Sauerkraut with Kefir Whey, Juniper Berries, Cumin and Mustard Seeds

These days it almost seems as though I'm either posting about pumpkins, or something to do with kefir.  So, no exception here.  When you're thrilled about a subject what can you do but share the fun with the world at large.  I do realize that for some of you this is nothing new, still ...
When you have kefir in the fridge, a culture in process on your counter top, and some cream cheese draining right next to it, you have arrived in kefirland.  Also there's a lot going on in your kitchen.  Now with whey to utilize from the cheese, you can imagine my delight at discovering a recipe for making pickled veggies of various sorts, including sauerkraut.  Kefir whey shortens the fermentation period, so that hardly any salt is needed.  Though after fermenting at room temperature for 3 to 4 days, you do want to let it mature in the fridge.  Don't do as we did, eating it before the 2 to 3 recommended weeks were up.  Now it's almost all gone, just when the flavor's getting to the fabulous stage.  Please see if you can restrain yourselves.

Sauerkraut, or Kim Chee have been used for centuries, valued for their many health benefits, aside from the delicious factor.  For more information, here is a good reference.  Of interest to us in Hawaii, Captain James Cook carried sauerkraut on his ships to prevent scurvy. Yes, vitamins are retained, and cabbage is high in vitamins A and C.  In addition, if you tend to have sugar cravings, fermented and pickled foods will help with that.  Traditional Chinese medicine recommends bitter foods, such as arugula, radicchio, endive or chicory. Lactic-acid, generated by lactic-acid bacteria during fermentation, also creates a “bitter” flavor in the form of peptides

Without further ado, here is the recipe I just used to rather yummy effect.  And, you should know it is soooo easy to make, no more trouble than your ordinary salad.   All it needs is some time sitting around.

Whey Easy Sauerkraut

1 head cabbage, shredded finely (you can use a food processor)
1/2 teaspoon mustard seeds
1/2 teaspoon cumin seeds
1 teaspoon juniper berries
1 teaspoon peppercorns
1 cup water mixed with 2 tablespoons kefir whey (or yogurt whey) and
2 teaspoons sea salt

In a large bowl lightly mix the ingredients together, excluding water mixture.   Mash/pound cabbage with pestle or your fist for a few minutes, to release the juices.

Now cram/press the seasoned cabbage into a large Mason jar, or similar.  You may even need an extra jar.  Pound it down good.  Stir the salt and whey into the water.  When salt is dissolved, add liquids to the cabbage in jar.  It needs to come to an inch below the top and about an inch above the cabbage, so add more water if necessary.  Make sure the cabbage is below the liquid, weighting it down if needed.  Screw on a plastic lid and leave at room temperature 3 to 4 days.  Loosen the lid from time to time, allowing the bubbling gas to escape. Now refrigerate at least 2 weeks before using.  Longer is better.  Think fine wines.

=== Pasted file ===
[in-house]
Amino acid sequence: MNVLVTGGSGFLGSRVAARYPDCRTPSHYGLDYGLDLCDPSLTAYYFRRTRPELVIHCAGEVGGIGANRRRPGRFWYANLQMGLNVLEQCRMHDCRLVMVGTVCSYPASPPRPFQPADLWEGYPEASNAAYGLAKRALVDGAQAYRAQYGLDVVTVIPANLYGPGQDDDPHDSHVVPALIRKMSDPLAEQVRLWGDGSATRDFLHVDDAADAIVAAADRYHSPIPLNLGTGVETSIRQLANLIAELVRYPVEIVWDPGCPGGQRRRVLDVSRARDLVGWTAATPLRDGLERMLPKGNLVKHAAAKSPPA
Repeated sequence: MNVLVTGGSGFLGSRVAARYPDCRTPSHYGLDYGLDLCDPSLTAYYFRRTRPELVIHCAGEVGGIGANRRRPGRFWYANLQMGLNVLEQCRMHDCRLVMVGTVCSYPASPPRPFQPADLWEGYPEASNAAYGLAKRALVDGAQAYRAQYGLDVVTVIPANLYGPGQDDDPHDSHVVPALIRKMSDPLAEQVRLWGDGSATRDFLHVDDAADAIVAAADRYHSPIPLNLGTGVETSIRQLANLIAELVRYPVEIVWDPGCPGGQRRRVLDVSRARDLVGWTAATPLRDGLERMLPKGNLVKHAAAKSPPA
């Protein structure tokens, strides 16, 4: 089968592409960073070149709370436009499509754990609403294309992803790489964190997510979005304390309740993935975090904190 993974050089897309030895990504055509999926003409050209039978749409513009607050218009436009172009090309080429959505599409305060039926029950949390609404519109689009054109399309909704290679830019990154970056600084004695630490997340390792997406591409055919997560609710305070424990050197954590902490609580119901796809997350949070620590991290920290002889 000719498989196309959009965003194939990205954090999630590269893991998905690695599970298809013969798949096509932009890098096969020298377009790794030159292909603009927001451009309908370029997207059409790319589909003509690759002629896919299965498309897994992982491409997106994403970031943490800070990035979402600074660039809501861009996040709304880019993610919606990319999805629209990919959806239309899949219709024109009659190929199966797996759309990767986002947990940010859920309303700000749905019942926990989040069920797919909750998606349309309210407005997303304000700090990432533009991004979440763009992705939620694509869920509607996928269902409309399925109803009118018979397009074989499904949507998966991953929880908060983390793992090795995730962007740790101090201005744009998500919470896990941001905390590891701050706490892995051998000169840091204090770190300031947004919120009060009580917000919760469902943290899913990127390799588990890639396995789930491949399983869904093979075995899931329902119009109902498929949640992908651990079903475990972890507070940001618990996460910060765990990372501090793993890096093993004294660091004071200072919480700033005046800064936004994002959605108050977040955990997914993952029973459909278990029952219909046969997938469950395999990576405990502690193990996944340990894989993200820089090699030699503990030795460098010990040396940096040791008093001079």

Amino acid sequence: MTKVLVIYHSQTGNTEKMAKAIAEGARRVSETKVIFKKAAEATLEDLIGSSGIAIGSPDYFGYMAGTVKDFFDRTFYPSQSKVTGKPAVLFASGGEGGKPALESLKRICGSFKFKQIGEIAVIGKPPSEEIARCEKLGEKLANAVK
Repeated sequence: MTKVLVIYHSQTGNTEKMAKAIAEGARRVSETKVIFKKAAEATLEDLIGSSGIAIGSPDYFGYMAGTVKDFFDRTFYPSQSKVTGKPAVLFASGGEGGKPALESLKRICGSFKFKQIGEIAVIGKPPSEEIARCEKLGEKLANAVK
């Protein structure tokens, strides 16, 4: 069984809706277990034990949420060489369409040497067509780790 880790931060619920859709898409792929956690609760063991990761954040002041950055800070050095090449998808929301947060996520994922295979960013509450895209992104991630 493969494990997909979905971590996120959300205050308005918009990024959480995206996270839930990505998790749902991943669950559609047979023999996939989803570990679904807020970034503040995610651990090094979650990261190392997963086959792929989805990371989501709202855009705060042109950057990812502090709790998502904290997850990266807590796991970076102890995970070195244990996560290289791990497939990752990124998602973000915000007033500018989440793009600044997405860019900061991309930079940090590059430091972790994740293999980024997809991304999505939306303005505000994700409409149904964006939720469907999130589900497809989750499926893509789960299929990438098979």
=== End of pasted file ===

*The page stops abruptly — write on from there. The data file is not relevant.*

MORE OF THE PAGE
I do love this stuff.  Will be sending it over to Week-end Herb Blogging, hosted this week by Cristina of La Cucina di Cristina.  Next I'm going to try the whey innoculated version of Kim Chee (Whey Easy Kim Chee).  Will keep you all posted.


Joanne said...

I've actually never had kefir but I know it's something I really shoudl try! What a crazy take on sauerkraut!

brii said...

I love sauerkraut so I just have to try this!!!
Thanks for sharing this recipe with the WHB.

Simona Carini said...

Very interesting, Claudia. I must tell you that after reading your first post on kefir, I decided to make it. However, I got culture, not the grains. Things went in a rather different direction from what I had envisioned, but good overall. I need to make it again and then take photos before I can share the experience on my blog. I love the idea of having things going and using one thing of this to do that.

Claudia said...

Simona, the grains are the culture. I use the terms interchangeably. I too got a live culture from someone with excess. You can buy dry culture grains at natural food markets, but I haven't had experience with reconstituting that sort.

Simona Carini said...

Our exchange here is history, so to say. I have not tried to make sauerkraut yet, but I have used some of they whey to acidify whey from making cheese as part of the ricotta-making process I follow.